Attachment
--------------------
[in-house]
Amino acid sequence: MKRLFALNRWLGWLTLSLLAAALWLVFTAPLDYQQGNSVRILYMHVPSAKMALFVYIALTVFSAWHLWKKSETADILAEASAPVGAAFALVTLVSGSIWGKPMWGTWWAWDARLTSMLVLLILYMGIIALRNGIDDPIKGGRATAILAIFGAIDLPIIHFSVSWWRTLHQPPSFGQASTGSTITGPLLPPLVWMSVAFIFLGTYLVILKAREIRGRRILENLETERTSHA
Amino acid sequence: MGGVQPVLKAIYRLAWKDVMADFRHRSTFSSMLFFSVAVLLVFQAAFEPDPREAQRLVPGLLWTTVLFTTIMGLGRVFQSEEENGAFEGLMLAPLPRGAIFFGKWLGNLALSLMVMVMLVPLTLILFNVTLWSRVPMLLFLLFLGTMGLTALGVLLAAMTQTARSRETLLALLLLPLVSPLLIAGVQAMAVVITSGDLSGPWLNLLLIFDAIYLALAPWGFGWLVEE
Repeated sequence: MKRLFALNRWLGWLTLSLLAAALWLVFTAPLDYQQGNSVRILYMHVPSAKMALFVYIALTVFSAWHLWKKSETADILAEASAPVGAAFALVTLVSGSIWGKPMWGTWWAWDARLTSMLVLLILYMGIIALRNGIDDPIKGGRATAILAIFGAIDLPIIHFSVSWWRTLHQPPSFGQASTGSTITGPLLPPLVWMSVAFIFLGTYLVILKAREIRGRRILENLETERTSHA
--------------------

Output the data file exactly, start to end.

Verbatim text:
[in-house]
Amino acid sequence: MKRLFALNRWLGWLTLSLLAAALWLVFTAPLDYQQGNSVRILYMHVPSAKMALFVYIALTVFSAWHLWKKSETADILAEASAPVGAAFALVTLVSGSIWGKPMWGTWWAWDARLTSMLVLLILYMGIIALRNGIDDPIKGGRATAILAIFGAIDLPIIHFSVSWWRTLHQPPSFGQASTGSTITGPLLPPLVWMSVAFIFLGTYLVILKAREIRGRRILENLETERTSHA
Amino acid sequence: MGGVQPVLKAIYRLAWKDVMADFRHRSTFSSMLFFSVAVLLVFQAAFEPDPREAQRLVPGLLWTTVLFTTIMGLGRVFQSEEENGAFEGLMLAPLPRGAIFFGKWLGNLALSLMVMVMLVPLTLILFNVTLWSRVPMLLFLLFLGTMGLTALGVLLAAMTQTARSRETLLALLLLPLVSPLLIAGVQAMAVVITSGDLSGPWLNLLLIFDAIYLALAPWGFGWLVEE
Repeated sequence: MKRLFALNRWLGWLTLSLLAAALWLVFTAPLDYQQGNSVRILYMHVPSAKMALFVYIALTVFSAWHLWKKSETADILAEASAPVGAAFALVTLVSGSIWGKPMWGTWWAWDARLTSMLVLLILYMGIIALRNGIDDPIKGGRATAILAIFGAIDLPIIHFSVSWWRTLHQPPSFGQASTGSTITGPLLPPLVWMSVAFIFLGTYLVILKAREIRGRRILENLETERTSHA